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Monitoring Forested Wetlands 101

Monitoring Forested Wetlands 101

Successful restoration projects are a staple of ours here at Delta. To ensure the progression of our projects, in both the short and long term, performance monitoring is essential. As regulated by the United States Army Corps of Engineers (USACE), Delta monitors our Mitigation Banks and Permittee Responsible Mitigation Areas (PRMA) either annually or on a similarly set schedule.

During these monitoring events, Delta biologists survey each habitat at the bank or PRMA. These habitat types vary from project to project but include forested wetlands, emergent wetlands and streams. The most common of those three are the forested wetlands, in which we take the following steps to monitor:

  • Measure and count living tree species
  • Sample project sites for wetland hydrology
  • Sample soils within the project sites for hydric soil indicators

Hydrophytic vegetation, wetland hydrology, and hydric soils are the three characteristics that define a wetland.  If for any reason, the project failed to possess one of these characteristics, it would not be valid to produce wetland credits to offset impacts, as regulated by the USACE.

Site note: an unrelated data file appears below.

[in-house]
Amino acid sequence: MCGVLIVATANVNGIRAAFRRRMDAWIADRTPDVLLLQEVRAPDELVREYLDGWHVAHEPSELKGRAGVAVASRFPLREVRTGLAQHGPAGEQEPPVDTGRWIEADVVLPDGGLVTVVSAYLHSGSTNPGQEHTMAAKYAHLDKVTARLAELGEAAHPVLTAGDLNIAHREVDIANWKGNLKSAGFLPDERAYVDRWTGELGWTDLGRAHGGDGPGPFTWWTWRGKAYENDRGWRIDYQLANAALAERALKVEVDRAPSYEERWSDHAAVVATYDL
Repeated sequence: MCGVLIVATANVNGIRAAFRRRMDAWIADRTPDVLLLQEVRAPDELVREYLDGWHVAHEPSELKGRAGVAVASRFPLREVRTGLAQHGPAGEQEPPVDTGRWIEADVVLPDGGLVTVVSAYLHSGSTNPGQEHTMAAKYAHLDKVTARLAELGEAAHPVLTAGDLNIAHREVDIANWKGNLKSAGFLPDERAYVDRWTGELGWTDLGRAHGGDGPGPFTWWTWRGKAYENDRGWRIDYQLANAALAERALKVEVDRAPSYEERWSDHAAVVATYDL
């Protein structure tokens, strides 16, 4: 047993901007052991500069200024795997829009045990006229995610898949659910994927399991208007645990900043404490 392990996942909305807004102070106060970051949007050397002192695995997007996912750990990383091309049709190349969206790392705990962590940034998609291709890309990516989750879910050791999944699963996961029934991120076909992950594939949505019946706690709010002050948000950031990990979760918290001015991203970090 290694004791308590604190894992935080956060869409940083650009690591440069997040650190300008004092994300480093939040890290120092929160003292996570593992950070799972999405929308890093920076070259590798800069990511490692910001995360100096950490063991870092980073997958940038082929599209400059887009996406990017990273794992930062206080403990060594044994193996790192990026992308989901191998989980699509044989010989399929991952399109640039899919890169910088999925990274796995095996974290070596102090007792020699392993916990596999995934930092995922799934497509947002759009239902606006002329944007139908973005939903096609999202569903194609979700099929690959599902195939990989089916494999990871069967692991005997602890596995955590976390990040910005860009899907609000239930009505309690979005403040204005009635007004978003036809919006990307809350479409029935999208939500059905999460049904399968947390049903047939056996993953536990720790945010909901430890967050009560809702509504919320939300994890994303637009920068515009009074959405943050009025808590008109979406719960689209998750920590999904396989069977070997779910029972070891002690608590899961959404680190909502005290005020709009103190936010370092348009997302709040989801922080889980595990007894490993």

The steps below outline the process we take in order to accurately measure the stems per plot and have repeatable data to be compared from one monitoring event to the next:

  1. We systematically establish monitoring plots throughout the bank
    • Either 1/10th acre plot for every ten acres to be monitored or a 1/20th acre plot for every 20 acres to be monitored, specific to each project
  2. These plots are marked with a GPS point and physical marker, such as a PVC pole
  3. Tree species vary by habitat type, but all living stems are tallied, measured for height, and measured for groundline diameter
  4. All living species are then logged with a GPS point.

This year has proven to be one of our more intense monitoring undertakings since Delta was established in 2009.  Our team will sample and monitor over 30 properties in Louisiana, Texas, and Mississippi. In preparation for such a large task, we got an early start on fieldwork and already completed monitoring for 16 of our mitigation sites.  These monitoring events allow us to verify the ecological lift generated by our restoration efforts as well as take adaptive management corrective measures, if needed.

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